What's Your Practice Worth Today?

Kenneth J. Terry, MA


September 04, 2009

In This Article

Hospital and Physician Buyers

That hospitals have a growing interest in acquiring practices is the major factor in the market today. The extent of this buying binge -- which reminds some observers of the hospital feeding frenzy of the '90s -- is dramatic. Between 2002 and 2008, the percentage of Medical Group Management Association member practices that were hospital-owned shot up from 24% to nearly 50%, while the percentage of physicians working for hospitals increased from 25% to 37%. Medical Group Management Association members don't include solo or 2-doctor practices, but there's no reason to think that those practices are being sold more slowly than larger groups.

Simons believes that eventually most physicians will work for hospitals. In the meantime, he says, there are some good opportunities for entrepreneurial physicians who want to own practices. And physicians who want to sell their practices may also be able to get a decent price, depending on their specialty, location, and other circumstances.

Because of federal regulations, hospitals cannot pay more than fair market value for practices, and they cannot compensate employed doctors at a higher-than-fair market rate. Paying doctors above that level in expectation of referrals would violate the Stark and antikickback rules, and not-for-profit hospitals embarking on that practice would also violate the private inurement rules of the Internal Revenue Service.

Nevertheless, hospitals often pay more for a practice than another doctor would. This is partly because they can -- as long as they stay within the bounds of fair market value. Also, they may perceive that it is less risky to buy an existing practice with a revenue stream than to recruit a doctor from outside the area and help him or her start a new practice, Simons notes.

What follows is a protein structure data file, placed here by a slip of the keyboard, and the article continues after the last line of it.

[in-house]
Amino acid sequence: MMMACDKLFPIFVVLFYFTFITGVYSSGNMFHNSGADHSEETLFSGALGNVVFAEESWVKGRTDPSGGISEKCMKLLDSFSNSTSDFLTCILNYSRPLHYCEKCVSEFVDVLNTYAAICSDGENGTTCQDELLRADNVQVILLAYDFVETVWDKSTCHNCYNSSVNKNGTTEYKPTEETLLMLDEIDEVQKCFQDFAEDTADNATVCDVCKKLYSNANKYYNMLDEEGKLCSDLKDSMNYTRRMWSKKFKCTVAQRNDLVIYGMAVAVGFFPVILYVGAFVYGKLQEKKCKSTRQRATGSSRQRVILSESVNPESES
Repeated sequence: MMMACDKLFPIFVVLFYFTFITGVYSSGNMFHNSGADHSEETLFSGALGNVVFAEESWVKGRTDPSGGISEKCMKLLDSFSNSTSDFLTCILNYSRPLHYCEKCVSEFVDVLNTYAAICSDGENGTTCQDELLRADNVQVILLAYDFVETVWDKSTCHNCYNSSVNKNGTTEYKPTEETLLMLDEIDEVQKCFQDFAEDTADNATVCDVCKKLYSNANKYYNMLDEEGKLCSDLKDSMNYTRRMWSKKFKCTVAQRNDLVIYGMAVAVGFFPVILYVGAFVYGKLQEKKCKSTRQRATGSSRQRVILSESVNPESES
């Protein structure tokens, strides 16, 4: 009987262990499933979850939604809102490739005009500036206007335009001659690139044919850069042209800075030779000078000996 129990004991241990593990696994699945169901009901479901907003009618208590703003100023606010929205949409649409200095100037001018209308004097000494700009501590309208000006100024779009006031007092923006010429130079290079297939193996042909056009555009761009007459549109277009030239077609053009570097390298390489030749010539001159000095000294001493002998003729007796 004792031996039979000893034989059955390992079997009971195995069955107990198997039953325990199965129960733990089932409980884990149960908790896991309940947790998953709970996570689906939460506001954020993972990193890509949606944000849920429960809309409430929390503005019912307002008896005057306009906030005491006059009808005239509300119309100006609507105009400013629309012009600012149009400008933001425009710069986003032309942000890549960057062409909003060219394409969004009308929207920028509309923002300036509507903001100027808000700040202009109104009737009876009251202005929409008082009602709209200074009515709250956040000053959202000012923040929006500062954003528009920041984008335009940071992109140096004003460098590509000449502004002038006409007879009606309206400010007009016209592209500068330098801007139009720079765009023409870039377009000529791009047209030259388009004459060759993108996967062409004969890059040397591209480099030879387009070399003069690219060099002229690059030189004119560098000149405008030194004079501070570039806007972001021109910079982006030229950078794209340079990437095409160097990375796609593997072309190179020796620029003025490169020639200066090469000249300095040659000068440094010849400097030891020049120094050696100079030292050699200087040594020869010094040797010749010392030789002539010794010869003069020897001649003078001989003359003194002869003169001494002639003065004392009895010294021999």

Most hospitals also have a strategic goal in buying practices. That objective may be related to referrals, procedures, competition, physician "alignment," or something else.

"The fear of losing referrals and the joy of gaining them still drives hospital decisions," notes La Penna.

On the flip side, practice owners are having a harder time selling partnerships. Fewer young physicians are interested in acquiring a partnership, which entails additional responsibilities and often a hefty buy-in. Also, the differential between associates' and partners' incomes has shrunk in recent years, and it's hard for an owner to ask for much of a buy-in if he's making only slightly more than his physician employees.

The discussions about partnerships are usually quite informal, notes La Penna. "The two doctors never agree that the associate will pay $160,000 and write it down. The senior doc will say, 'You can get a job for $110,000, I'm going to pay you $90,000, with no bonus for 2 years, and then I'm going to give you 25% of the practice.' Nobody valued the practice."

A bigger group that wants to buy a small practice may not hire an appraiser, either, La Penna says. But it generally has a structured approach to purchasing practices and might pay a modest amount for what is known as "goodwill" (see the discussion of practice value components, below). On the other hand, the group might pay the practice owners out over 3-5 years. Hospitals, which typically do formal valuations, "are paying higher, and they're paying now," he says.


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